AEL Projects:

Accounting for Uncertainty in Mobile AR Systems

AIBAS: Adaptive Intent-Based Augmentation System

Alice's Adventures in New Media

AR Scene Graph



Augmented Office Environments

Augmented Reality for Poultry Inspection

Butterfly Effect

DART: The Designers Augmented Reality Toolkit

Four Angry Men

Live-Virtual Training Integration

Media Design for Augmented Reality

Presence and Aura in AR Experiences

Sweet Auburn

The Real-World Wide Web

The Voices of Oakland

Three Angry Men

projectpic missing   Three Angry Men
Three Angry Men (TAM) is a single-narrative, multiple point-of-view augmented reality, in which the viewer/user becomes a participant in an abridged version of "Twelve Angry Men." In TAM, the user witnesses the drama from the viewpoint of one of three jurors, and her perception of the scene reflects the expectations, beliefs, and prejudices of that juror. The user sits in one chair in a physical space representing the jury room. Through the head-worn display she can see two other virtual jurors (as texture-mapped video) occupying other chairs in the room. The user herself hears the words of the third juror, whose seat she is occupying. At any time the user can get up, move to another chair, and assume the point of view (POV) of another juror. To represent the three viewpoints, three different six-minute versions of the TAM excerpt were filmed and edited. The actors interpreted their roles differently for each version, allowing the user radically different viewpoints on the same dramatic scene.

Written by Reginald Rose, "Twelve Angry Men" was originally a teleplay, presented during the "golden age" of television drama, and was then made into a film. In the past four decades, it has been a frequently performed stage play and has been made into a second film version. In Rose's play, twelve men of various backgrounds are locked in a jury room to determine the guilt or innocence of a young Hispanic, accused of killing his father. Although the original vote is 11 to 1 for conviction, the lone holdout manages to convince all the others to put aside their snap judgments and look at the case with both reason and compassion. The jurors work through the evidence and eventually all vote to acquit.

For technical reasons, TAM is a radical abridgement of the original. Three jurors (instead of 12) debate the fate of the boy in a 6-minute excerpt. Each of the three jurors is a clearly drawn character who contrasts with the other two: Juror A is the reasonable and compassionate man who originally holds out for a discussion of the boy's case; Juror B is an African-American, who originally votes guilty, but in fact feels sympathy for the defendant (who in our version is also imagined to be black); Juror C is a troubled man, who expresses violent prejudice against the defendant. In our excerpt, C clashes with A and B, but it eventually emerges that C has his own personal reasons for refusing to see that the case against the defendant is collapsing.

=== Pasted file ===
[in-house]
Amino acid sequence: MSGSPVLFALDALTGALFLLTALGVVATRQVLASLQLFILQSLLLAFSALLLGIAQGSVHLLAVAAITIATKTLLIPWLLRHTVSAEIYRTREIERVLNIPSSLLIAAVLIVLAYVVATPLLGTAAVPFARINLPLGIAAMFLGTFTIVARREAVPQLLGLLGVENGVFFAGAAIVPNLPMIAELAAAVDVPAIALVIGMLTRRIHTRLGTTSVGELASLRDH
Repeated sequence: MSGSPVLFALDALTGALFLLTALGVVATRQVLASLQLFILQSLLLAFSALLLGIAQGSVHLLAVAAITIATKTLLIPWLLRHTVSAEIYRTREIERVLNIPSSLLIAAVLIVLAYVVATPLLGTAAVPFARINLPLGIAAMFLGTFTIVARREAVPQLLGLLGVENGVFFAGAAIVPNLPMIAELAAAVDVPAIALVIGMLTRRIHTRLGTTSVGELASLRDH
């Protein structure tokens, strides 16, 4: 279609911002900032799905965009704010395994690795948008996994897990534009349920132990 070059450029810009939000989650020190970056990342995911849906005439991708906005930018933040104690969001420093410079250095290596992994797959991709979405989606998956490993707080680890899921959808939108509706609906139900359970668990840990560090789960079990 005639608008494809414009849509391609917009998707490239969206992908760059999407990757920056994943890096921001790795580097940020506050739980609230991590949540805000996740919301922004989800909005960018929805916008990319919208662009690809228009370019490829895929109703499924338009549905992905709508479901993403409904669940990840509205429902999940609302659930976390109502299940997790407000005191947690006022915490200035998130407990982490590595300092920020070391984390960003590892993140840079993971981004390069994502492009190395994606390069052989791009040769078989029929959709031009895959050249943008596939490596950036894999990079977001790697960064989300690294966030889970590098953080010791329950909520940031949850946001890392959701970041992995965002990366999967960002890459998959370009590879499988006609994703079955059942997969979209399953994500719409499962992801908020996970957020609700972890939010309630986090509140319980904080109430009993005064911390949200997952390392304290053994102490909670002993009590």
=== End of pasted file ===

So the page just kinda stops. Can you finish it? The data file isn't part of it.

In TAM, the user wears a headset and enters into a jury room, a physical space with a table and three chairs. When the user sits down in a chair, the drama begins. The user can now see and hear two other virtual characters occupying the other two chairs. These virtual characters are represented using texture-mapped video, mixed with the physical surround (the jury room). By sitting in one of the chairs, the user assumes the identity of one particular juror (A, B, or C) and experiences the scene from that juror's point of view. The user can see and hear the other two characters as they deliver their dialogue; the user also hears the dialogue delivered by the juror whose chair he occupies. In addition, the user hears inner thoughts of that particular juror, representing that juror's reflections on what the others are saying. At any time during the scene, the user can leave the current chair. When he or she gets up, the scene stops. When he or she sits down in another juror's chair, the scene resumes, but the user now experiences the action from that juror's point of view.

This work was supported by a GVU Seed Grant.

Associated Papers

Blair MacIntyre and Jay David Bolter (2003). "Single-Narrative, Multiple Point-of-View Dramatic Experiences in Augmented Reality" To appear in The Journal of Virtual Reality [details]

MacIntyre, Blair; Bolter, Jay David; Vaughn, Jeannie; Hannigan, Brendan; Gandy, Maribeth; Moreno, Emanuel; Haas, Markus; Kang, Sin-Hwa; Krum, David and Voida, Stephen, "Three Angry Men: An Augmented-Reality Experiment in Point-of-View Drama." In Proceedings of 1st International Conference on Technologies for Interactive Digital Storytelling and Entertainment (TIDSE 2003), Darmstadt, Germany, March 24-26. [details]

Blair MacIntyre, Jay Bolter, Jeannie Vaughan, Brendan Hannigan, Emanuel Moreno, Markus Haas, and Maribeth Gandy. "Three Angry Men: Dramatizing Point-of-View using Augmented Reality." In SIGGRAPH 2002 Technical Sketches, page 268, San Antonio, TX, July 2002. [details]

Related Links
IMTC Three Angry Men page

Related People

Maribeth Gandy

Markus Haas

Brendan Hannigan

Blair MacIntyre

Stephen Voida

Related Resources
Go to the main Georgia Tech site
Go to Georgia Tech GVU site